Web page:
Why ‘Bottom Up’ Is On Its Way Up
This new style of business, birthed by the Internet, is ignored at any company’s peril.
Monday, January 12, 2004
What do these things have in common: the TV show American Idol, Howard Dean’s presidential campaign, eBay, and the open-source Linux operating system? They’re all manifestations of a key trend of our time: the shift in power away from centralized institutions and toward the individual—from the center to the edge.
We’re entering what might be called the Bottom-Up Economy. As the Internet’s influence grows, we’re seeing its intrinsic egalitarianism and tendency to empower the small start to change many aspects of modern life. Customers today have more options and less loyalty. They will migrate to businesses that see them as participants in a process rather than as just consumers.
Smart companies are already embracing this: Motorcycle maker Ducati is posting specs for several new prototype motorcycles online and asking for customer feedback as it decides whether to put them into production. American Idol demonstrates that the trend is hopping offline too. People got used to having more input on the web. Now they can choose their own pop stars on TV.
Those forces are also reshaping politics. Everyone knows that Howard Dean’s web-driven campaign is a huge factor in his success. But Gen. Wesley Clark is another example of the Net’s bottom-up changes. He didn’t put together an exploratory committee before deciding to run for President. Instead he responded to a draft movement that was built online. And grassroots support on the web transformed the 2002 race for South Korea’s presidency, propelling into office relative unknown Roh Moo-hyun.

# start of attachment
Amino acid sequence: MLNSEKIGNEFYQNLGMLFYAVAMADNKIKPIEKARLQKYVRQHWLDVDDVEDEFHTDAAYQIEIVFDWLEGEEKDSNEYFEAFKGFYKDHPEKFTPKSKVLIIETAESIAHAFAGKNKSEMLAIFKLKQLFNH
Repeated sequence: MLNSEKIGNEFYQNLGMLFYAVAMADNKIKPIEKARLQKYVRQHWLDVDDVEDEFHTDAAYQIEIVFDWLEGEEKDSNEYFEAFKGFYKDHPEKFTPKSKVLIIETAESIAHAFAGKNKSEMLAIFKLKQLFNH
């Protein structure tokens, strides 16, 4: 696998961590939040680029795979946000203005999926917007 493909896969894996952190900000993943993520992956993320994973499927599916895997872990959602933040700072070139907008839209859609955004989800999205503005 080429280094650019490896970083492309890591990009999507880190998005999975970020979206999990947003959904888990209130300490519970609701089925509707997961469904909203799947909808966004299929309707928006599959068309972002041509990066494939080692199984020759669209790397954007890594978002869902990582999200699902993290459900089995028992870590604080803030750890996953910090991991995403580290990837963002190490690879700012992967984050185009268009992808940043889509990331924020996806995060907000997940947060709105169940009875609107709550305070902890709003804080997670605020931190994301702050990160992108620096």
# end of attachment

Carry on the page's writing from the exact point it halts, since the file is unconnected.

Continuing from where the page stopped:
In technology the bottom-up open-source software movement is putting new pressure on Microsoft and database giant Oracle. Open-source programmers—again connected by the Internet—are not employees but customers, proposing and often implementing improvements to make easier the tasks that matter to them. Linux inventor Linus Torvalds mostly decides which changes to accept from those proposed by the volunteer army. Other open-source projects lack even that vestige of centralization.
This new style of business, birthed by the Internet, is ignored at any company’s peril. In an excellent new book, The Future of Competition: Co-Creating Unique Value with Customers, authors C.K. Prahalad and Venkat Ramaswamy describe the consumer’s new role: “from isolated to connected, from unaware to informed, from passive to active.” They tell the story of a GlaxoSmithKline drug called Lotronex. It was sold for irritable bowel syndrome until side effects led the FDA to order it off the market in late 2000. Patients who had come to rely on the drug organized largely online and fought back, insisting they would risk the side effects. Glaxo executives, working with patients and the FDA, finally reached a compromise in mid-2002 involving additional patient disclosures along with enhanced doctor training and oversight.
In the bottom-up economy, presuming you know what the customer wants is the ultimate error. Prahalad and Ramaswamy instead call for “co-creation of value”: The successful products and services from now on will be those developed jointly—company and customer working hand in hand.
To Pierre Omidyar all that sounds very familiar. As the founder of eBay, he is the Adam Smith of the Bottom-Up Economy. From the beginning, eBay set out to level the playing field between big and small. Says he: “At eBay the managers don’t control the brand or the customer experience—our customers themselves do.” Scary. But then, eBay’s $42 billion market cap suggests that the benefits of working bottom-up make it worth the risks.
David Kirkpatrick is senior editor for Internet and technology. E-mail him at email@example.com.
From the Jan. 26, 2004 Issue